Friday, March 9, 2012

Vitamin D deficiency rickets and allegations of non-accidental injury

Colin R Paterson
University of Dundee, Dundee, UK


Correspondence to Dr Colin R Paterson, Temple Oxgates, Longforgan, Dundee DD2 5HS, UK. Tel: +44 1382 360240 |
Email: c.s.paterson@btinternet.com

ABSTRACT

Vitamin D deficiency rickets has long been recognized as a cause of fractures and fracture-like appearances in young children. Often seen in the early 20th century, rickets has recently been regarded as uncommon; the radiological appearances, familiar to previous generations, may not be recognized for what they are.
This article reports four children with unexplained fractures initially attributed confidently to non-accidental injury. In each case, the later evidence of vitamin D deficiency led to a reconsideration of that diagnosis.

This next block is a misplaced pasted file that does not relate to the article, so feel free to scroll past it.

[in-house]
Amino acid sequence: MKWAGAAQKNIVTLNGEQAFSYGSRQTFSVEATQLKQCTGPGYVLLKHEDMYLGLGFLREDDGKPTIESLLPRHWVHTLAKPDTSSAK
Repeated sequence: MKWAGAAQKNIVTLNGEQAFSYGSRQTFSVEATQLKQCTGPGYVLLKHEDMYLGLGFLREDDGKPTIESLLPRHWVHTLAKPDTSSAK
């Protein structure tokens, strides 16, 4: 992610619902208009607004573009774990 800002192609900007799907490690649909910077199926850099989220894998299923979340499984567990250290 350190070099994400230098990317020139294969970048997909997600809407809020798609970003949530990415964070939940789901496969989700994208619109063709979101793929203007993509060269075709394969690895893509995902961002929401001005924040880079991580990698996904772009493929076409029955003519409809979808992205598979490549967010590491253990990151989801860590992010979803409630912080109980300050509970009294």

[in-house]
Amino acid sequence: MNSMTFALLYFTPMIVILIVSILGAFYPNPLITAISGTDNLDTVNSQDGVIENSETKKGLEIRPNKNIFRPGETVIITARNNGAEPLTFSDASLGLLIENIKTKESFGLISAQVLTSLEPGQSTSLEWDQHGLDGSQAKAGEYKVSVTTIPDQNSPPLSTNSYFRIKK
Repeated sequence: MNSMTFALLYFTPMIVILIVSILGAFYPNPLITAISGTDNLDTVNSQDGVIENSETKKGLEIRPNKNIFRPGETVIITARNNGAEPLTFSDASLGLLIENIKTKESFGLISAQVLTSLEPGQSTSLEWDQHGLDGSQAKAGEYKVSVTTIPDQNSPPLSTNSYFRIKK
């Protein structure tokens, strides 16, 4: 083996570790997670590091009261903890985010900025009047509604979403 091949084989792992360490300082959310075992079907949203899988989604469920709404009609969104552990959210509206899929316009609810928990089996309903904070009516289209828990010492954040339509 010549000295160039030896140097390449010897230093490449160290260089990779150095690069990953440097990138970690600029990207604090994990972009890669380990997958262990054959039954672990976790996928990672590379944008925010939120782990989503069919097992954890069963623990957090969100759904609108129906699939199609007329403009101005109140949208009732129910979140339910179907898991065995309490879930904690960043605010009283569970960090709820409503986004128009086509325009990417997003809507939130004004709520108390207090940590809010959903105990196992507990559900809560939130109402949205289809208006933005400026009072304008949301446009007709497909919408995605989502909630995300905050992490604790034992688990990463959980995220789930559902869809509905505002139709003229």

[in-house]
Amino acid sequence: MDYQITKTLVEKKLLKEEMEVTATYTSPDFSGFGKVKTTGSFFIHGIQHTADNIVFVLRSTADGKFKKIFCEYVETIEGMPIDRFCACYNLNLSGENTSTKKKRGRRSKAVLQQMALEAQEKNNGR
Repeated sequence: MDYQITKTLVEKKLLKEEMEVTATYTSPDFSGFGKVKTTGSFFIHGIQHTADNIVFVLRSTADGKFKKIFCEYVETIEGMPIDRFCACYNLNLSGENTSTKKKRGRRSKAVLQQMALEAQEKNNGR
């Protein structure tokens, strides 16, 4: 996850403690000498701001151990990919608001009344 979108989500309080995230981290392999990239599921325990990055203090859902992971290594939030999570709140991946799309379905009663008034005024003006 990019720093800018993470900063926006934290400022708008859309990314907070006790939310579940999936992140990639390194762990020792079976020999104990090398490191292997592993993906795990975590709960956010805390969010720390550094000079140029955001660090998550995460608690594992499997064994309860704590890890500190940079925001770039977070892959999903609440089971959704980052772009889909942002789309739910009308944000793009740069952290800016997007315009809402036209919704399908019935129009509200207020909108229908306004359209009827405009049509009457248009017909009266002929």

Conclusion:

It is important to be aware of this bone disorder in the differential diagnosis of fractures, to investigate appropriately and to recognize that the radiological appearances may be misleading. A mistaken diagnosis of abuse does real harm, not least to the child itself.

Received 3 February 2009; revised 26 May 2009; accepted 3 June 2009.

To View Full Article Please See Source:

http://www3.interscience.wiley.com/journal/122477279/abstract